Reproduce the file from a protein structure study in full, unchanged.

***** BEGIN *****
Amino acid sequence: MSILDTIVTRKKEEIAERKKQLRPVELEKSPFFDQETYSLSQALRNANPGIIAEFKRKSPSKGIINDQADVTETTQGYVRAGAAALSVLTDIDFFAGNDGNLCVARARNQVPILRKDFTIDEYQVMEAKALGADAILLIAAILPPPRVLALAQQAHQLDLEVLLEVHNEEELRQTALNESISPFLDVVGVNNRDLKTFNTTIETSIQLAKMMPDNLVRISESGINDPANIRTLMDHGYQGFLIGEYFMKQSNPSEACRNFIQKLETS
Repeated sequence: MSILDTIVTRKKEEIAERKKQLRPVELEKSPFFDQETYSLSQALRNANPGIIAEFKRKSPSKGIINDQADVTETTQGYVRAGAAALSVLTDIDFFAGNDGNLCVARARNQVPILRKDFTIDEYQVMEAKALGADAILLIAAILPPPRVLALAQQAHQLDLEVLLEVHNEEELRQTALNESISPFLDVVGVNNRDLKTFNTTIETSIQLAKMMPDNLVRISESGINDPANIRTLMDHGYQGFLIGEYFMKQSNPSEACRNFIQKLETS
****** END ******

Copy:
Amino acid sequence: MSILDTIVTRKKEEIAERKKQLRPVELEKSPFFDQETYSLSQALRNANPGIIAEFKRKSPSKGIINDQADVTETTQGYVRAGAAALSVLTDIDFFAGNDGNLCVARARNQVPILRKDFTIDEYQVMEAKALGADAILLIAAILPPPRVLALAQQAHQLDLEVLLEVHNEEELRQTALNESISPFLDVVGVNNRDLKTFNTTIETSIQLAKMMPDNLVRISESGINDPANIRTLMDHGYQGFLIGEYFMKQSNPSEACRNFIQKLETS
Repeated sequence: MSILDTIVTRKKEEIAERKKQLRPVELEKSPFFDQETYSLSQALRNANPGIIAEFKRKSPSKGIINDQADVTETTQGYVRAGAAALSVLTDIDFFAGNDGNLCVARARNQVPILRKDFTIDEYQVMEAKALGADAILLIAAILPPPRVLALAQQAHQLDLEVLLEVHNEEELRQTALNESISPFLDVVGVNNRDLKTFNTTIETSIQLAKMMPDNLVRISESGINDPANIRTLMDHGYQGFLIGEYFMKQSNPSEACRNFIQKLETS